Charting the relationship trajectories of aggressive, withdrawn, and aggressive/withdrawn children during early grade school

Gary W. Ladd, Kim B. Burgess

Research output: Contribution to journalArticle

288 Scopus citations

Abstract

The premises examined in this longitudinal investigation were that specific behavioral characteristics place children at risk for relationship maladjustment in school environments, and that multiple behavioral risks pre-dispose children to the most severe and prolonged difficulties. Aggressive, withdrawn, and aggressive/withdrawn children were compared to normative and matched control groups on teacher and peer relationship attributes, loneliness, and social satisfaction from kindergarten (M age = 5 years, 7 months; n = 250) through grade 2 (M age = 8,1; n = 242). Children's withdrawn behavior was neither highly stable nor predictive of relational difficulties, as their trajectories resembled the norm except for initially less close and more dependent relationships with teachers. Aggressive behavior was fairly stable, and associated with early-emerging, sustained difficulties including low peer acceptance and conflictual teacher-child relationships. Aggressive/withdrawn children evidenced the most difficulty: compared to children in the normative group, they were consistently more lonely, dissatisfied, friendless, disliked, victimized, and likely to have maladaptive teacher-child relationships. Findings are discussed with respect to recent developments in two prominent literatures: children at-risk and early relationship development.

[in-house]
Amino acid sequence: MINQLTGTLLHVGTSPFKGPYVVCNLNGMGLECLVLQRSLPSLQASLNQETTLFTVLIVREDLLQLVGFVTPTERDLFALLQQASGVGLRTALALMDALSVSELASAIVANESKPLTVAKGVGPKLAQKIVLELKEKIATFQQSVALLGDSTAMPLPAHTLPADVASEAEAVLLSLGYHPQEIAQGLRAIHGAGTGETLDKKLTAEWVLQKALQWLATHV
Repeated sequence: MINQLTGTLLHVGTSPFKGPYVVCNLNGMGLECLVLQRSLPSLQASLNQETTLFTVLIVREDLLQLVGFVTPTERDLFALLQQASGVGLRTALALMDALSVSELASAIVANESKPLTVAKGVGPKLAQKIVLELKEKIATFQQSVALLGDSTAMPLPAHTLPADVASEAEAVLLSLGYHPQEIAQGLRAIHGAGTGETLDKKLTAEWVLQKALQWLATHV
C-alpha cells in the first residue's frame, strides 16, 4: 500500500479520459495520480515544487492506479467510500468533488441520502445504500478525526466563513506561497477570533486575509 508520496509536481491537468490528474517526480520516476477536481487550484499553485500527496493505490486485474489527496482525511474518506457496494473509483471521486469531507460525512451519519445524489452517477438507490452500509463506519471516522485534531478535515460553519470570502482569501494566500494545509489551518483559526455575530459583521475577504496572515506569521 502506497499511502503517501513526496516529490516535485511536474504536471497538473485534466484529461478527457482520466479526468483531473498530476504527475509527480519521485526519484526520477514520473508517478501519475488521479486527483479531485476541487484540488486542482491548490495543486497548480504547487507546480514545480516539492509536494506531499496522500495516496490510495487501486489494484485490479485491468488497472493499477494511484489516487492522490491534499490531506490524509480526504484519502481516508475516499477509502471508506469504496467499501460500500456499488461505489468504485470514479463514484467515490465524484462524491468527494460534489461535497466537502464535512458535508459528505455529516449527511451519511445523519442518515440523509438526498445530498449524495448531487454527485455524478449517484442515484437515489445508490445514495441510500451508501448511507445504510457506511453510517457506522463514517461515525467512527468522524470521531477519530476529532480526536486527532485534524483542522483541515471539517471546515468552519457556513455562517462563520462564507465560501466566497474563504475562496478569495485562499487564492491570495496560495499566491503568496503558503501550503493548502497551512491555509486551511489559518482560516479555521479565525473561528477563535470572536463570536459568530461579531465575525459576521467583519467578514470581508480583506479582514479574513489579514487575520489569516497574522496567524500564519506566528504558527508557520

Original languageEnglish (US)
Pages (from-to)910-929
Number of pages20
JournalChild development
Volume70
Issue number4
DOIs
StatePublished - Jan 1 1999
Externally publishedYes

ASJC Scopus subject areas

  • Pediatrics, Perinatology, and Child Health
  • Education
  • Developmental and Educational Psychology

Fingerprint Dive into the research topics of 'Charting the relationship trajectories of aggressive, withdrawn, and aggressive/withdrawn children during early grade school'. Together they form a unique fingerprint.

  • Cite this